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Endoplasmic reticulum (ER)-associated degradation (ERAD) is required for ubiquitin-mediated destruction of numerous proteins. ERAD occurs by processes on both sides of the ER membrane, including lumenal substrate scanning and cytosolic destruction by the proteasome. The ER resident membrane proteins Hrd1p and Hrd3p play central roles in ERAD. We show that(More)
The internal environment of the ER is regulated to accommodate essential cellular processes, yet our understanding of this regulation remains incomplete. Cod1p/Spf1p belongs to the widely conserved, uncharacterized type V branch of P-type ATPases, a large family of ion pumps. Our previous work suggested Cod1p may function in the ER. Consistent with this(More)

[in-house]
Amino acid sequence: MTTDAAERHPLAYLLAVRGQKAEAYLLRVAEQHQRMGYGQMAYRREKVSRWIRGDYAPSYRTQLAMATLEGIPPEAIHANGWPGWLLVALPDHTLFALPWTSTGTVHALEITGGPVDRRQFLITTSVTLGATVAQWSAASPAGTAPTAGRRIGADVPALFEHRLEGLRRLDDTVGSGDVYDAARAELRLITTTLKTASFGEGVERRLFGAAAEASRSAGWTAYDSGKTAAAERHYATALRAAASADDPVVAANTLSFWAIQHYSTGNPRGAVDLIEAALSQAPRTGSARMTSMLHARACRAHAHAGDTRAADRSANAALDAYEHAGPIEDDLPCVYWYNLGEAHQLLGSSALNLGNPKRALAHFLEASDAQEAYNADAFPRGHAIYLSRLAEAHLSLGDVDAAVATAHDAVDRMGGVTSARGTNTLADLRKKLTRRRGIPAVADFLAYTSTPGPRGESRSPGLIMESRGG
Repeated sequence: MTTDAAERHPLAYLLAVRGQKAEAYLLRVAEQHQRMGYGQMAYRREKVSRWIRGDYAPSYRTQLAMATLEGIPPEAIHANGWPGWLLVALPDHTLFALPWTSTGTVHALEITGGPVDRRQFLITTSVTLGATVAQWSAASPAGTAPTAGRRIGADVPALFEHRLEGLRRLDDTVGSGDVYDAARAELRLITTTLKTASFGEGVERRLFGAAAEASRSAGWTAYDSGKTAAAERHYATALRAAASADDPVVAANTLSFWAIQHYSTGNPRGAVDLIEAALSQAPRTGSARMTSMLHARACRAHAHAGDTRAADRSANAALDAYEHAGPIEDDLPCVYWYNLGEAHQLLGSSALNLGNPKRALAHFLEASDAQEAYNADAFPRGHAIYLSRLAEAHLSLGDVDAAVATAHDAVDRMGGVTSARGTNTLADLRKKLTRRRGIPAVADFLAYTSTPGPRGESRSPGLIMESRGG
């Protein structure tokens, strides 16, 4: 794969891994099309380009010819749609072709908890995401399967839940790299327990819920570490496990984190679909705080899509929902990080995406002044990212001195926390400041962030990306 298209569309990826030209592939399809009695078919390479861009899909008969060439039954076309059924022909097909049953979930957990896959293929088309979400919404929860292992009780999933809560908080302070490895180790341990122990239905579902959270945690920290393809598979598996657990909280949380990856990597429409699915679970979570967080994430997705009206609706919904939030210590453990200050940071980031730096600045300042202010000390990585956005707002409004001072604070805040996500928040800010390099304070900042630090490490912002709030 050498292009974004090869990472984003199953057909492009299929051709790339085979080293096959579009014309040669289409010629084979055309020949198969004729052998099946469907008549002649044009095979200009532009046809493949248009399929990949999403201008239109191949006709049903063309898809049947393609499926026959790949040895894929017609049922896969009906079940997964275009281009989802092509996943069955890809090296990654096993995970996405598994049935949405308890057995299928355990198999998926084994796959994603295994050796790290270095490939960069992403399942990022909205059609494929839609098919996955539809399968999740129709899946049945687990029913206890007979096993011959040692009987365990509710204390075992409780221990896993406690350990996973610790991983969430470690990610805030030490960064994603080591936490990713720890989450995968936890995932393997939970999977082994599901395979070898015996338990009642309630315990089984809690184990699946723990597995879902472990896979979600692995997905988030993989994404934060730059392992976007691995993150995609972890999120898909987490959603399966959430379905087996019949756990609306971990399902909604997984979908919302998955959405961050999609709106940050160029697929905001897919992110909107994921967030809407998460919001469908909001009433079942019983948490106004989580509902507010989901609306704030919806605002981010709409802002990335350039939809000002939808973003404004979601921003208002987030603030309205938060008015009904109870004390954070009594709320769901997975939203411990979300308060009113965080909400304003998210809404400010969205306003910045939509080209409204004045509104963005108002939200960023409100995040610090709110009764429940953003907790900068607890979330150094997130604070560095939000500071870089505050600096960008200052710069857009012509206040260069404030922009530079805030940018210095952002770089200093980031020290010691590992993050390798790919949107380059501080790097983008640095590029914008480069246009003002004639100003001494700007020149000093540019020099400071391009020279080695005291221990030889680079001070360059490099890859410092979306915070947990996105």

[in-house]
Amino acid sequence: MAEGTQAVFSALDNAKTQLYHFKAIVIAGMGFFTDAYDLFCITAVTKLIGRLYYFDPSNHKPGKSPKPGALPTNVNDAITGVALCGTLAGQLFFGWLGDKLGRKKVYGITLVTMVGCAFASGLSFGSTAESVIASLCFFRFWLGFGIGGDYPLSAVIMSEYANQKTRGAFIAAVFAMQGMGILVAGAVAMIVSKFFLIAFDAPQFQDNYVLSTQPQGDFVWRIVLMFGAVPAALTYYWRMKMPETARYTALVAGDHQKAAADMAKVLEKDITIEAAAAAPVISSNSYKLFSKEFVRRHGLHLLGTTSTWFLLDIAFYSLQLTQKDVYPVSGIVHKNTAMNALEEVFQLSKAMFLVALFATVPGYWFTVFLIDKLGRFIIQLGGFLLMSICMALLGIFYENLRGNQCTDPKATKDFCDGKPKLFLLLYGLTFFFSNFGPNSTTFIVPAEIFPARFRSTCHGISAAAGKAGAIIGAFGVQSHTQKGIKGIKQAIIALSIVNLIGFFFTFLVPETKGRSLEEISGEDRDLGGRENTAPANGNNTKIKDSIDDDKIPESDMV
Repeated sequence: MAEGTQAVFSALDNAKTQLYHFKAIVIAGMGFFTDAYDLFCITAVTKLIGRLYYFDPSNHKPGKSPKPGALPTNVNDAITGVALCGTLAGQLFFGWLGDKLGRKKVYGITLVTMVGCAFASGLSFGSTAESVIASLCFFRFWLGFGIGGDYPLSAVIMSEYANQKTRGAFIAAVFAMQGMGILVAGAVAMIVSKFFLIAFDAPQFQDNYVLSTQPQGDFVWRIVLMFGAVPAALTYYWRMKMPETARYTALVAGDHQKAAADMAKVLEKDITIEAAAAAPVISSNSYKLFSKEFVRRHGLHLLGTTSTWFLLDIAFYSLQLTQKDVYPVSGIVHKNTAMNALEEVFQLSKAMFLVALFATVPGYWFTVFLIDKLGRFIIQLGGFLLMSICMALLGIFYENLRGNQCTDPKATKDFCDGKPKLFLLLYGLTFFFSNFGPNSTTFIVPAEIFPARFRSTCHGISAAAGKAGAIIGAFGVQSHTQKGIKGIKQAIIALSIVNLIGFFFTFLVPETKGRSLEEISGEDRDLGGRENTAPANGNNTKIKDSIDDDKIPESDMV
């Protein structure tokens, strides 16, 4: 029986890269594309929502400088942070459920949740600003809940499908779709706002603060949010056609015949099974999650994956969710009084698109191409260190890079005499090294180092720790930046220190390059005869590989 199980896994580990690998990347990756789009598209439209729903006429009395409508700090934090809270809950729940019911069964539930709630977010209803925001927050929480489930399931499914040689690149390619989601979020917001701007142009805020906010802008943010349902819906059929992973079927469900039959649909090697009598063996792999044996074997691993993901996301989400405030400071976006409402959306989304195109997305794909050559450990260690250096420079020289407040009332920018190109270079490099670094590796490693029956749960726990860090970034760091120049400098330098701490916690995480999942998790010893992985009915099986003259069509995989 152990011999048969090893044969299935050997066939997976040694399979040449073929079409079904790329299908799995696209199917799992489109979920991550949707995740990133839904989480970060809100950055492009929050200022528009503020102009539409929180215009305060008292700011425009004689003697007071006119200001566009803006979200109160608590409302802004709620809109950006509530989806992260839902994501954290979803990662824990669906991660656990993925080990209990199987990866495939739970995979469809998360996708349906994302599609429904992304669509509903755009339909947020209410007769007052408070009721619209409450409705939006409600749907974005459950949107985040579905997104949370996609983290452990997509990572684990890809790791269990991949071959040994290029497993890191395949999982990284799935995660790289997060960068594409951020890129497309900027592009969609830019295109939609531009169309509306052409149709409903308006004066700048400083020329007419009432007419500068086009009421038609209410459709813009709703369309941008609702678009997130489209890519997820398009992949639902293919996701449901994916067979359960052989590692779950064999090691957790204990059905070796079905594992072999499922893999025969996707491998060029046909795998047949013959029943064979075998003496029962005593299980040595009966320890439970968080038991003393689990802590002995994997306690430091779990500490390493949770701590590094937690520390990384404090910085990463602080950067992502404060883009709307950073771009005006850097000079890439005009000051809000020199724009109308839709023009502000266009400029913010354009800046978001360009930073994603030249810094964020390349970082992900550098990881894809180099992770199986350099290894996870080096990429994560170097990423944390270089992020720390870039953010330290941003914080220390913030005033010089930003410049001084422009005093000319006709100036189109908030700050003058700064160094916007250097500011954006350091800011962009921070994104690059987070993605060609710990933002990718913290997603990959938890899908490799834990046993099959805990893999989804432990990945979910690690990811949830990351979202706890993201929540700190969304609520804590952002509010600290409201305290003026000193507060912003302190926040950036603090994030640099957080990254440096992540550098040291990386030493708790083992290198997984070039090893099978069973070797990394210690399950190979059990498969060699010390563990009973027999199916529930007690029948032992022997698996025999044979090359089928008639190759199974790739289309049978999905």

The integral ER membrane protein HMG-CoA reductase (HMGR) is a key enzyme of the mevalonate pathway from which sterols and other essential molecules are produced. HMGR degradation occurs in the ER and is regulated by mevalonate-derived signals. Little is known about the mechanisms responsible for regulating HMGR degradation. The yeast Hmg2p isozyme of HMGR(More)
The degradation rate of 3-hydroxy-3-methylglutaryl CoA reductase (HMG-R), a key enzyme of the mevalonate pathway, is regulated through a feedback mechanism by the mevalonate pathway. To discover the intrinsic determinants involved in the regulated degradation of the yeast HMG-R isozyme Hmg2p, we replaced small regions of the Hmg2p transmembrane domain with(More)
INSIGs are proteins that underlie sterol regulation of the mammalian proteins SCAP (SREBP cleavage activating protein) and HMG-CoA reductase (HMGR). The INSIGs perform distinct tasks in the regulation of these effectors: they promote ER retention of SCAP, but ubiquitin-mediated degradation of HMGR. Two questions that arise from the discovery and study of(More)